Submitted to: American Society of Agronomy
Publication Type: Abstract only
Publication Acceptance Date: 10/25/2009
Publication Date: 11/1/2009
Citation: Webber III, C.L., Boydston, R.A., Shrefler, J.W. 2009. Mustard meal weed control [abstract]. American Society of Agronomy, Crop Science Society of America, and Soil Science Society of America International Annual Meeting. November 1-5, 2009, Pittsburgh, Pennsylvania. Abstract 157-3. Paper 55133. Interpretive Summary:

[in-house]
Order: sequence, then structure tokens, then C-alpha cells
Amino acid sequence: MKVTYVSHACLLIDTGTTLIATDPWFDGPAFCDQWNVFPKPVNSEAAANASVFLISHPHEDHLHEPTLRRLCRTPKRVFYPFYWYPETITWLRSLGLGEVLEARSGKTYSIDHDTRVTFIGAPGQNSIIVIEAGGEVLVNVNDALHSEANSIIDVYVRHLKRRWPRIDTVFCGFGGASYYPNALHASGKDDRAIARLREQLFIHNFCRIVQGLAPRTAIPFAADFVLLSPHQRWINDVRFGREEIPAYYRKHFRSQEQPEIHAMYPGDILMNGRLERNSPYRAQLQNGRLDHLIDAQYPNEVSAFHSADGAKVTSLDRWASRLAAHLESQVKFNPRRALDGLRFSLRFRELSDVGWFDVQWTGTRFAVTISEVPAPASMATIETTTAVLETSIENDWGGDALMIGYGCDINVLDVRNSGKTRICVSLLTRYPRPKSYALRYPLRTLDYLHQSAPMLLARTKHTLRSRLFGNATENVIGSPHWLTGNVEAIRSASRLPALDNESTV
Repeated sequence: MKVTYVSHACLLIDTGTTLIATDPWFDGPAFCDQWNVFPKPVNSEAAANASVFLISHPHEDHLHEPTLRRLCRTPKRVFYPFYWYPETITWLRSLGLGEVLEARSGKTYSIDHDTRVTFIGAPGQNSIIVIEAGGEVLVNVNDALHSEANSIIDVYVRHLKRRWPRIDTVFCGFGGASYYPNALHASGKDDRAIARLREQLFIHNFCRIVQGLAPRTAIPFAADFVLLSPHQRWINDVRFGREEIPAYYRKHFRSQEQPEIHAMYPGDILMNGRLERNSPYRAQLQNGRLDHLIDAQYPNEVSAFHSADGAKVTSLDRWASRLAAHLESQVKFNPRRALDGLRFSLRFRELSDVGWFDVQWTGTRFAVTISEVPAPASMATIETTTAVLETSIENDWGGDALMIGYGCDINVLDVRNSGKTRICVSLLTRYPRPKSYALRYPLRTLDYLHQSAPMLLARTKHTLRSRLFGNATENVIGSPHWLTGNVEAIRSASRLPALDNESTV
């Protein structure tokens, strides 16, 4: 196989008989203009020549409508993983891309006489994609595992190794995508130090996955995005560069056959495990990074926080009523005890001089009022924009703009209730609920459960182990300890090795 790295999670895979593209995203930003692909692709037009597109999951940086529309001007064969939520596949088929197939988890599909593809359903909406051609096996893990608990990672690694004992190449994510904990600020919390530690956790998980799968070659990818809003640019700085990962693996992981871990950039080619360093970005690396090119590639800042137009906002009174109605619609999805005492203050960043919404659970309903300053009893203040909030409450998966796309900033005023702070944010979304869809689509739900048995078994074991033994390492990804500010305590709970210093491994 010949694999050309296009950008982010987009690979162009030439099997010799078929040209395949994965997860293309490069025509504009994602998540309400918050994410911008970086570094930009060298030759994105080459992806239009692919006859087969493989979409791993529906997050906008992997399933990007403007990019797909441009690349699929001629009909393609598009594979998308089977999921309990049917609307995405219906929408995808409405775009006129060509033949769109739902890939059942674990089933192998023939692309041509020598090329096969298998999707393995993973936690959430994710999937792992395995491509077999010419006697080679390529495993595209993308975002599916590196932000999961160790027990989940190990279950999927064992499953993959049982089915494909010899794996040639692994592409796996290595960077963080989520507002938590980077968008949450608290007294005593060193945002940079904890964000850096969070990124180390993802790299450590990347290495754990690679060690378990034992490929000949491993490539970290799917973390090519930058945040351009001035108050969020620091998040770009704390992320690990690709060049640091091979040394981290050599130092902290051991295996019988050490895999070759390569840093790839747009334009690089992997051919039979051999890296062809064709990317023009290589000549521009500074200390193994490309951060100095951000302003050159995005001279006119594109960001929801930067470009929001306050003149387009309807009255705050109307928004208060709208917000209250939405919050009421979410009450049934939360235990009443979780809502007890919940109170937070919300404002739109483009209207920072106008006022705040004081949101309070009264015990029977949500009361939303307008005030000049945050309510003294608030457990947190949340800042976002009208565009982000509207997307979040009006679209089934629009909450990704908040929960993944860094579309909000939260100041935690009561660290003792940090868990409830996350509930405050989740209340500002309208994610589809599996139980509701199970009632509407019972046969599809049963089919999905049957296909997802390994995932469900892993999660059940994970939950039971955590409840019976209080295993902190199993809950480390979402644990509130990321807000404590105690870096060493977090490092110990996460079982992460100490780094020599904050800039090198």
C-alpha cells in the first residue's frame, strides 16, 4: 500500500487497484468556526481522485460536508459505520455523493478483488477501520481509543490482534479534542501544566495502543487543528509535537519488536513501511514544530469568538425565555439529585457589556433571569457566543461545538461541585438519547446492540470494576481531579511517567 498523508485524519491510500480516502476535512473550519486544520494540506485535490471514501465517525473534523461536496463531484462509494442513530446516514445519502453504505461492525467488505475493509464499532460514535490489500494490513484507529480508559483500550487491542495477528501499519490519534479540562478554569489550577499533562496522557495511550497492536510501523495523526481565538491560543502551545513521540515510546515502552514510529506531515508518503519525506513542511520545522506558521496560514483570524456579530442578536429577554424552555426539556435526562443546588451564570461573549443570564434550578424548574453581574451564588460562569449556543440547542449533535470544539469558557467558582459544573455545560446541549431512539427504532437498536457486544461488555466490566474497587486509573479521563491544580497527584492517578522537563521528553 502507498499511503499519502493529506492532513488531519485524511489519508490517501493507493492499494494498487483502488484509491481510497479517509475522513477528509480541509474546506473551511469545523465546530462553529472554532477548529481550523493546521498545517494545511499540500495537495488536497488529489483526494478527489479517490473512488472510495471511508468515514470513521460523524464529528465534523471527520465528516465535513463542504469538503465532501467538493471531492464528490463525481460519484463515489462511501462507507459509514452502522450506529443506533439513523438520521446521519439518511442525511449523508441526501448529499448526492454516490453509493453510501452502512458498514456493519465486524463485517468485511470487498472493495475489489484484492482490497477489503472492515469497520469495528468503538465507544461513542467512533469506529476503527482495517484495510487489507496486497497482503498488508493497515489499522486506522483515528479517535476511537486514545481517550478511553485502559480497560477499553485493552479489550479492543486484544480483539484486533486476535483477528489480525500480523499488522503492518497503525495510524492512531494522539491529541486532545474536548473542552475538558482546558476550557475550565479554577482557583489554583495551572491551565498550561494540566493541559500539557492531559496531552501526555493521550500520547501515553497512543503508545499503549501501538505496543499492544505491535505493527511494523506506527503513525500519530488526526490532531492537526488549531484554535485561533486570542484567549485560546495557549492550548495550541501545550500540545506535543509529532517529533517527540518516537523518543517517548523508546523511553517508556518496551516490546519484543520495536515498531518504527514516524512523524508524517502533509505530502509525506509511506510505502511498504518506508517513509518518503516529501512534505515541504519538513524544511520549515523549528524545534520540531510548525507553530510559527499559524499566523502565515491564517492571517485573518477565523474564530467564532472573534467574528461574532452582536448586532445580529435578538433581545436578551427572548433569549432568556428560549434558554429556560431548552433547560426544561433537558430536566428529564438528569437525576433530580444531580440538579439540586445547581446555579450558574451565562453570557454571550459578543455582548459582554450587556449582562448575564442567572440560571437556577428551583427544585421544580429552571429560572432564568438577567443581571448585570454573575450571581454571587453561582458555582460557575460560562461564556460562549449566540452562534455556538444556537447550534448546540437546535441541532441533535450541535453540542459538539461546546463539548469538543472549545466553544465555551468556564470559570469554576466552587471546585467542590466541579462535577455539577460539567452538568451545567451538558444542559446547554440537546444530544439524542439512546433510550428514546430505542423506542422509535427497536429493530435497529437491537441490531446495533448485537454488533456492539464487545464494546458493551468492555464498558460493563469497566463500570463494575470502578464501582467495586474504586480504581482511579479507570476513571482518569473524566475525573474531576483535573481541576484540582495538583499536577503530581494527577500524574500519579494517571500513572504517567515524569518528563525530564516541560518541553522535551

Technical Abstract: Weed control in organic production systems can be a labor intensive and expensive process. Mustard meal (MM) is phytotoxic and a potential pre-emergent and preplant-incorporated organic herbicide for controlling germinating and emerging weed seedlings. Unfortunately, MM may also adversely impact seedling survival of certain direct-seeded vegetable crops. Field research was conducted in southeast Oklahoma (Lane, OK) to determine the phytotoxic impact of MM on seedling establishment of cantaloupe (Cucumis melo L.). The factorial experiment included 2 MM incorporation levels (no incorporation and incorporation), 2 MM application rates (1 and 2 t/a), 2 application patterns (banded and solid), 2 controls (1 for each incorporation method) and four replications. The soil [Bernow fine sandy loam, 0-3% slope (fine-loamy, siliceous, thermic Glossic Paleudalf)] was prepared for planting by plowing, fertilizing, and forming raised beds. MM was applied to raised beds 10 ft-long on 3 ft-centers. The banded application produced a 4 in-wide MM-free area in the bed center where the crop would later be direct-seeded. The MM was then either left on the surface or incorporated into the top 1-2 in and then direct-seeded with ‘PMR-45’ cantaloupe. Plant stands and weed control ratings were collected during the experimental period. Twenty-eight days after planting (DAP), the entire plot was harvested and the fresh and dry plant weights determined. Total weed control ranged from good (greater than 80%) to excellent (greater than 90%) for all MM weed control treatments. Unfortunately, all MM applications adversely affected seedling establishment independently of application rate, incorporation level, and application pattern. Injury and mortality occurred prior to seedling emergence. MM was clearly phytotoxic to germinating and emerging weed species and cantaloupe. MM has potential as an organic pre-emergent and preplant-incorporated organic herbicide, but application rates and application methods must be further refined to control weeds while protecting direct-seeded crops such as cantaloupe.